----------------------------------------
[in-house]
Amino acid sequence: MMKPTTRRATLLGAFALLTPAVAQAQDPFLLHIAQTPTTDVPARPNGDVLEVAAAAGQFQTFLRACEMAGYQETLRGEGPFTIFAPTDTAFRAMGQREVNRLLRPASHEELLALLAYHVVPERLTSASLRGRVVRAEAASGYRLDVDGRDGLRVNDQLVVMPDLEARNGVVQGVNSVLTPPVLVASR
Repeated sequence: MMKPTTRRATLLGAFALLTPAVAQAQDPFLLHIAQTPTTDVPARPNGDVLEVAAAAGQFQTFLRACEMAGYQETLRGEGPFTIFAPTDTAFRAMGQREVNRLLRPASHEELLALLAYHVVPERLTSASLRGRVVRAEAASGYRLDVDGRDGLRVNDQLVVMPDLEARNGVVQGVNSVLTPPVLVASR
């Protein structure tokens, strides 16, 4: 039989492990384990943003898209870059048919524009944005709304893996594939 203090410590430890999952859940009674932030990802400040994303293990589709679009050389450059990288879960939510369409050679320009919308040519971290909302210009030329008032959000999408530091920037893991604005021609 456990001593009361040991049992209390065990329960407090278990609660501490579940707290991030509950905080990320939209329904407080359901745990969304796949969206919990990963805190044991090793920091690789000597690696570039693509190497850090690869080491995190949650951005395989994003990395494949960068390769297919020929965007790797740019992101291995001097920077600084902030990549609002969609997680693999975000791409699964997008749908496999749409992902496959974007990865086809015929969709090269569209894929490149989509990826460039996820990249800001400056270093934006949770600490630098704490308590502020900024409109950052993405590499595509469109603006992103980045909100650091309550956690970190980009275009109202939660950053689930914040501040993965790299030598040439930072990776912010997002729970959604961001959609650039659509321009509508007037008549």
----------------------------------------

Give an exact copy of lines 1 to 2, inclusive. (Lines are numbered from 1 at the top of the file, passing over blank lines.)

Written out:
[in-house]
Amino acid sequence: MMKPTTRRATLLGAFALLTPAVAQAQDPFLLHIAQTPTTDVPARPNGDVLEVAAAAGQFQTFLRACEMAGYQETLRGEGPFTIFAPTDTAFRAMGQREVNRLLRPASHEELLALLAYHVVPERLTSASLRGRVVRAEAASGYRLDVDGRDGLRVNDQLVVMPDLEARNGVVQGVNSVLTPPVLVASR